Falling off ladders and other holiday decorating mishaps

life or limbStay safe with these tips!

As Christmas approaches, the U.S. Consumer Product Safety Commission (CPSC) is reminding people to be safe when decorating the outside of their homes.

During November and December of 2012, the CPSC estimates that the nation’s emergency departments treated 15,000 injuries related to decorating, such as hanging lights, plugging cords into electrical sockets, and pulling plastic Santas up a shaky ladder.

“There are about 250 injuries a day during the holiday season,” said Robert Alder, acting chairman of the CPSC. “Adding safety to your checklist can keep a holiday tradition from becoming a holiday tragedy.”

The most frequently reported injuries in 2012 involved falls, lacerations and back sprains—many of which occurred when people climbed ladders to hang decorations and lights.

Light safety. Before starting to string lights around the house, trees and bushes, the CPSC recommends that you:

  • Choose only lights tested for safety and certified for outdoor use by Underwriters Laboratories, Intertek or the Canadian Standards Association. (Labels might use the full name or just the initials UL, ETL or CSA.)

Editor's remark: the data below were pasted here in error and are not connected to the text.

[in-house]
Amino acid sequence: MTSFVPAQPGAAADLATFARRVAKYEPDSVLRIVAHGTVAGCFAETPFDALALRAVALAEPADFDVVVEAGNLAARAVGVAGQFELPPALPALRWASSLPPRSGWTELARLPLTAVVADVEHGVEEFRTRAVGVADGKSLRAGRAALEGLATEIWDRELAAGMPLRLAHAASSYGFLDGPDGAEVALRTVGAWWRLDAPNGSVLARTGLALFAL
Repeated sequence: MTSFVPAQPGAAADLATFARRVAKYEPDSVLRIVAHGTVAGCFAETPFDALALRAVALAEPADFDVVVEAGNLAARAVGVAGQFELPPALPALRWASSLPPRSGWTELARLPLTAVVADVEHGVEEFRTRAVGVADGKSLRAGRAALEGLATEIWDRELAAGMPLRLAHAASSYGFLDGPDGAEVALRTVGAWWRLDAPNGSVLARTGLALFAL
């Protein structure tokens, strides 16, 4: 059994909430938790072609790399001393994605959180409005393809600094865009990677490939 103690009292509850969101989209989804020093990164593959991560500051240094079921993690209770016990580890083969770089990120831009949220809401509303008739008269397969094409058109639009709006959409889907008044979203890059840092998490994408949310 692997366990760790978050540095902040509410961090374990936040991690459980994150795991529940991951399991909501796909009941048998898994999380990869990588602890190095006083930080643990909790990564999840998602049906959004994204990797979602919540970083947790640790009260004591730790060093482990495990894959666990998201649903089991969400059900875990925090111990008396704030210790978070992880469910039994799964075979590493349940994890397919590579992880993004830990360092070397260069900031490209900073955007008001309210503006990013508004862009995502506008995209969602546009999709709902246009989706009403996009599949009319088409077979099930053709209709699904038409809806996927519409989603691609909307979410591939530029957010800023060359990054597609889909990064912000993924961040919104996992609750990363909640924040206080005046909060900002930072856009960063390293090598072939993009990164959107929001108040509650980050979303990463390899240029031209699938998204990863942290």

• Don’t use lights that have broken or cracked sockets, frayed or bare wires, or loose connections.
  • Use appropriate extension cords. Some are only for indoor use; others may be labeled as OK for indoors and outdoors. Be sure the cord is in good condition, and plug it into a ground fault circuit interrupter (GFCI)-protected receptacle or a portable GFCI.

Ladder safety. Start by choosing the correct ladder. According to the CPSC, that means a ladder that extends at least 3 feet over the roofline or other working surface. Also:

  • Be sure the ladder is placed on level and firm ground. If you’re looking at uneven, soft ground, buy leg levelers at your local hardware or home improvement store.
  • Set up straight, single or extension ladders at about a 75-degree angle to the house or work surface.
  • Do not use a metal ladder if you’re working near power lines or with electrical equipment. Also, don’t let any ladder—wood, metal or fiberglass—come into contact with a live electrical wire.
  • Have someone hold the bottom of the ladder whenever you’re on it.

You can find much more information on how to stay safe, reduce stress or eat more healthfully during the holidays at the Holiday Health topic center.

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